For the sheer amount of resources, ramifications, and rhetoric involved in Congressional hearings, the investigation process itself is still shrouded in mystery to the average citizen. The outcomes – budget authorizations, impeachment, and appropriations – are often a matter of public record once the investigation is over, but the proceeding itself may have little transparency. For better or worse, pending investigations require a degree of secrecy to protect the parties involved and the sensitivity of the subject matter. Yet, for inquiring minds that wish to understand the process better, one need look no further than accounts and transcriptions of previous investigations. Gina Yannitell Reinhardt uses such history to explore and explain the process of Congressional oversight.
When it comes to Congressional investigations, the primary bodies that are responsible for oversight are the Senate Homeland Security and Government Affairs Committee (HSGAC) and the House Committee on Oversight and Government Reform (COGR). The Constitution and legal precedent have given investigative power to Congress as a whole, but the Senate and House of Representatives have delegated that power to specific committees, and to subcommittees within those. In total, there are 46 committees and approximately 169 subcommittees, 17 of which work in an oversight and/or investigatory capacity (Reinhardt, 2008). Still, this only further confounds the issue for those unfamiliar: who are the actual decision makers and from where does the direction for the investigation come?
The answer resides in the structure of the various committees and roles that are present elsewhere in Congress. Members of Congress themselves are at the top of the chain in a committee or subcommittee; they hold either the title of chair or ranking minority member. Both the chair and the ranking minority member have the ultimate say in what a committee staff will investigate. After the members of Congress, the most powerful personnel in a committee staff is the staff director or chief counsel. This role is reserved for a person who communicates directly with the chair or ranking minority member and serves as the lead decision maker within the committee office. It is the staff director’s job to ensure the staff are utilized according to their proficiencies.
The autonomy and privileges granted to the chair, ranking minority member, and staff director are responsible for most of the leeway in an investigation. Indeed, the preferences and interests of these individuals shape investigations outright, though other factors certainly temper that freedom. However, this means that from committee to committee, the methodologies may vary greatly as they are so dependent on the actual staff involved. Due to this discrepancy, the abundant number of potential topics, and the amount of agencies within each committee’s jurisdiction, there are many possibilities at any time regarding what an investigation will center on and how it will unfold.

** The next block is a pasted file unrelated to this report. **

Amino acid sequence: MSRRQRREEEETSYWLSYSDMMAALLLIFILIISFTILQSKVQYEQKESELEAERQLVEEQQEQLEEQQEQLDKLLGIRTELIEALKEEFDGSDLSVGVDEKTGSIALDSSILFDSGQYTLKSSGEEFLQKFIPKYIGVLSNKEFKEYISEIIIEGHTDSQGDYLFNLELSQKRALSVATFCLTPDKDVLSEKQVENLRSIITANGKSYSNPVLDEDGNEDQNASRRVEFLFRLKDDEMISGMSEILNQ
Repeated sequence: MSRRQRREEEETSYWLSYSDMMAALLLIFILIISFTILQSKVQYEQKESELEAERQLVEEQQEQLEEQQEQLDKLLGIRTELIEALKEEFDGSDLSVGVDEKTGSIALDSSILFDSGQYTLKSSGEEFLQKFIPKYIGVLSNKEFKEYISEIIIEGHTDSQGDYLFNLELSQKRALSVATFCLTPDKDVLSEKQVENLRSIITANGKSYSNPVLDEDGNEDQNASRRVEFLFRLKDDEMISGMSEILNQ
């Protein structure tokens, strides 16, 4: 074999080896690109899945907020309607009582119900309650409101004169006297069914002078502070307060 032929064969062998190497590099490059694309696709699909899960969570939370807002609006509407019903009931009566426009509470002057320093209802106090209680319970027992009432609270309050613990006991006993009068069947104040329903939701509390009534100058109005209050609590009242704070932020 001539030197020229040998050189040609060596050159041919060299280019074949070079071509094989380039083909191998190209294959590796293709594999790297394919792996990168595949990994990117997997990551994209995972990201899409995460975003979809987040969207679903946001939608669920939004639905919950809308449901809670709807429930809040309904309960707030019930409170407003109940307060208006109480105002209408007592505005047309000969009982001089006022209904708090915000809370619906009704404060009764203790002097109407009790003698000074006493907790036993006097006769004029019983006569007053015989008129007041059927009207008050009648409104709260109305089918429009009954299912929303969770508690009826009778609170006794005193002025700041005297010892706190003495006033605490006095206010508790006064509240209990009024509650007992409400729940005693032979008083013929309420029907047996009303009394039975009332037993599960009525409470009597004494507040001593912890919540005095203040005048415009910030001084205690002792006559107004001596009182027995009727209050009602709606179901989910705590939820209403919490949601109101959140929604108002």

The two greatest influences affecting a committee or subcommittee are therefore its decision-makers’ inclinations and its legal jurisdiction. The scope of jurisdiction is determined by the chamber who appoints the committee. Typically, a committee’s jurisdiction is based on topics of relevance. For example, the Senate Armed Forces Committee has jurisdiction to investigate matters relative to the Department of Defense, the Army, the Navy, the Air Force, and the maintenance and operation of the Panama Canal, among other interests (United States Senate).
Within a committee’s jurisdiction, its power to investigate is substantial. Investigatory resources can be used to look at the private sector, non-profit organizations, and individuals. Due to the hierarchy of power, this means that a longstanding chair or ranking minority member might shift the focus of a committee to suit his or her specific agenda. For example, John Dingell served as the chair on the House Energy and Commerce Committee for over 15 non-consecutive years. He stated that his interest for the committee at one point consisted mostly of investigating the Bush administration’s handling of port security, the Medicare prescription drug program, and Dick Cheney’s energy task force. One of his most noteworthy affairs dealt with investigating the invention of a blood test for AIDS in relation to the National Institutes of Health (Crewdson, 1991).
After the decision makers determine which route the investigation will go, investigators are advised by staff directors as to which information they will collect. The investigative staff has numerous resources at their disposal, including three analytical government offices: the Congressional Budget Office, the Congressional Research Service, and the Congressional Accountability Office. Between these offices, hundreds of phone calls are answered each day to provide data, estimates, and potential outcomes relative to the issues of many congressional committees.
The committees themselves have the power to subpoena documents and information pertinent to their investigations. This power is granted separately depending on whether the committee resides under the Senate or House of Representatives, however a quorum – or legal majority – of committee members or the expressed consent of both the chair and ranking minority member are required prior to issuing any subpoenas. Two exceptions are the chairs of the Senate Permanent Subcommittee on Investigations (PSI) and the COGR – these individuals have been granted unilateral authority to issue subpoenas without consent or approval of other members.
Oftentimes, a subpoena is not necessary to elicit information from individuals or organizations. Many individuals and organizations are happy to tell their stories and provide supporting evidence, especially in light of a pending investigation and therefore the possibility for redress. Documents prove to represent the best source for accurate data in many cases, as written records are found for many transactions. The information can ultimately be found in many places: from interviews, documents, transcriptions, hearings, and elsewhere. Hearings are useful because they can confirm the truth in any given situation through pointed questions and a variety of testimonies.